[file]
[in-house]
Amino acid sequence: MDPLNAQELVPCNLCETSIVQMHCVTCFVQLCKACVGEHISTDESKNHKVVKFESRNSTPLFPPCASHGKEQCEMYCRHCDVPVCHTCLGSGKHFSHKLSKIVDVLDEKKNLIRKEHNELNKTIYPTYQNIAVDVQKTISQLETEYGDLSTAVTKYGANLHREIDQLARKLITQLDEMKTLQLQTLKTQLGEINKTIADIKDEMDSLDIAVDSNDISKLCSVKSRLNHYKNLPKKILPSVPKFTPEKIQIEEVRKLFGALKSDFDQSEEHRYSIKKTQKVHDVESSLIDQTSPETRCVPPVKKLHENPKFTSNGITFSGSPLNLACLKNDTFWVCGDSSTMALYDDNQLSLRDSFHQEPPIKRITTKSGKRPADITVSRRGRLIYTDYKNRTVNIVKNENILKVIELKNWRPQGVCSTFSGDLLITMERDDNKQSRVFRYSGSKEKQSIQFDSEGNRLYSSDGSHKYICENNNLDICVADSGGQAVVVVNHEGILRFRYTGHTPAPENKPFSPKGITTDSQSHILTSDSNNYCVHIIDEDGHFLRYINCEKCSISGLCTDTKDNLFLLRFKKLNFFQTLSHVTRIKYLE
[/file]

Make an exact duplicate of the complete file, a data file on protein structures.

[in-house]
Amino acid sequence: MDPLNAQELVPCNLCETSIVQMHCVTCFVQLCKACVGEHISTDESKNHKVVKFESRNSTPLFPPCASHGKEQCEMYCRHCDVPVCHTCLGSGKHFSHKLSKIVDVLDEKKNLIRKEHNELNKTIYPTYQNIAVDVQKTISQLETEYGDLSTAVTKYGANLHREIDQLARKLITQLDEMKTLQLQTLKTQLGEINKTIADIKDEMDSLDIAVDSNDISKLCSVKSRLNHYKNLPKKILPSVPKFTPEKIQIEEVRKLFGALKSDFDQSEEHRYSIKKTQKVHDVESSLIDQTSPETRCVPPVKKLHENPKFTSNGITFSGSPLNLACLKNDTFWVCGDSSTMALYDDNQLSLRDSFHQEPPIKRITTKSGKRPADITVSRRGRLIYTDYKNRTVNIVKNENILKVIELKNWRPQGVCSTFSGDLLITMERDDNKQSRVFRYSGSKEKQSIQFDSEGNRLYSSDGSHKYICENNNLDICVADSGGQAVVVVNHEGILRFRYTGHTPAPENKPFSPKGITTDSQSHILTSDSNNYCVHIIDEDGHFLRYINCEKCSISGLCTDTKDNLFLLRFKKLNFFQTLSHVTRIKYLE